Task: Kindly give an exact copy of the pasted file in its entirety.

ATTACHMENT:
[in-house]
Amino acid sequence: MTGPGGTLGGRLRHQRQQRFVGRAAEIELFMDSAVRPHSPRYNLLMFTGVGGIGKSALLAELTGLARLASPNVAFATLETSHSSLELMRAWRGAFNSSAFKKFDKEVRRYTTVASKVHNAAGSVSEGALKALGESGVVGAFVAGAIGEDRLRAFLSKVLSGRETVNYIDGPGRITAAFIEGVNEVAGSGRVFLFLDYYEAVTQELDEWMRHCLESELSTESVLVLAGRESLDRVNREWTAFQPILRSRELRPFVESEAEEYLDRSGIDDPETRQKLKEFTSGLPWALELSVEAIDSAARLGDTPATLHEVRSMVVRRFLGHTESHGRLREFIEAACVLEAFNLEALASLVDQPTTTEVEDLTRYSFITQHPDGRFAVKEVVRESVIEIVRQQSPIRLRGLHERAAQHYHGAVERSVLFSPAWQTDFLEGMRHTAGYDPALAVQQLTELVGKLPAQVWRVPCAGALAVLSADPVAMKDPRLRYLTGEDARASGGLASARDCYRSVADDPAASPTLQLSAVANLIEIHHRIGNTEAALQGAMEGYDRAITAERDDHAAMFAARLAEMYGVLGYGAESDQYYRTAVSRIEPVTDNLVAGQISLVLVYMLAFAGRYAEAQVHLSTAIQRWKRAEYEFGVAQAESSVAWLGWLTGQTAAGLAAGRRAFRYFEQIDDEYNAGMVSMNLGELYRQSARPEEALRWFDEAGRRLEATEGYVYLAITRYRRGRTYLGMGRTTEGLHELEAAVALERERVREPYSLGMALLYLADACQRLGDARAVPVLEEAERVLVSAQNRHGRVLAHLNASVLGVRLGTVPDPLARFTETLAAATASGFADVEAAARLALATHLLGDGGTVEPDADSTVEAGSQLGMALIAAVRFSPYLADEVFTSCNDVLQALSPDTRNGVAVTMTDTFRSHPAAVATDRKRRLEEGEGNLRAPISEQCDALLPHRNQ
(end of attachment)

[in-house]
Amino acid sequence: MTGPGGTLGGRLRHQRQQRFVGRAAEIELFMDSAVRPHSPRYNLLMFTGVGGIGKSALLAELTGLARLASPNVAFATLETSHSSLELMRAWRGAFNSSAFKKFDKEVRRYTTVASKVHNAAGSVSEGALKALGESGVVGAFVAGAIGEDRLRAFLSKVLSGRETVNYIDGPGRITAAFIEGVNEVAGSGRVFLFLDYYEAVTQELDEWMRHCLESELSTESVLVLAGRESLDRVNREWTAFQPILRSRELRPFVESEAEEYLDRSGIDDPETRQKLKEFTSGLPWALELSVEAIDSAARLGDTPATLHEVRSMVVRRFLGHTESHGRLREFIEAACVLEAFNLEALASLVDQPTTTEVEDLTRYSFITQHPDGRFAVKEVVRESVIEIVRQQSPIRLRGLHERAAQHYHGAVERSVLFSPAWQTDFLEGMRHTAGYDPALAVQQLTELVGKLPAQVWRVPCAGALAVLSADPVAMKDPRLRYLTGEDARASGGLASARDCYRSVADDPAASPTLQLSAVANLIEIHHRIGNTEAALQGAMEGYDRAITAERDDHAAMFAARLAEMYGVLGYGAESDQYYRTAVSRIEPVTDNLVAGQISLVLVYMLAFAGRYAEAQVHLSTAIQRWKRAEYEFGVAQAESSVAWLGWLTGQTAAGLAAGRRAFRYFEQIDDEYNAGMVSMNLGELYRQSARPEEALRWFDEAGRRLEATEGYVYLAITRYRRGRTYLGMGRTTEGLHELEAAVALERERVREPYSLGMALLYLADACQRLGDARAVPVLEEAERVLVSAQNRHGRVLAHLNASVLGVRLGTVPDPLARFTETLAAATASGFADVEAAARLALATHLLGDGGTVEPDADSTVEAGSQLGMALIAAVRFSPYLADEVFTSCNDVLQALSPDTRNGVAVTMTDTFRSHPAAVATDRKRRLEEGEGNLRAPISEQCDALLPHRNQ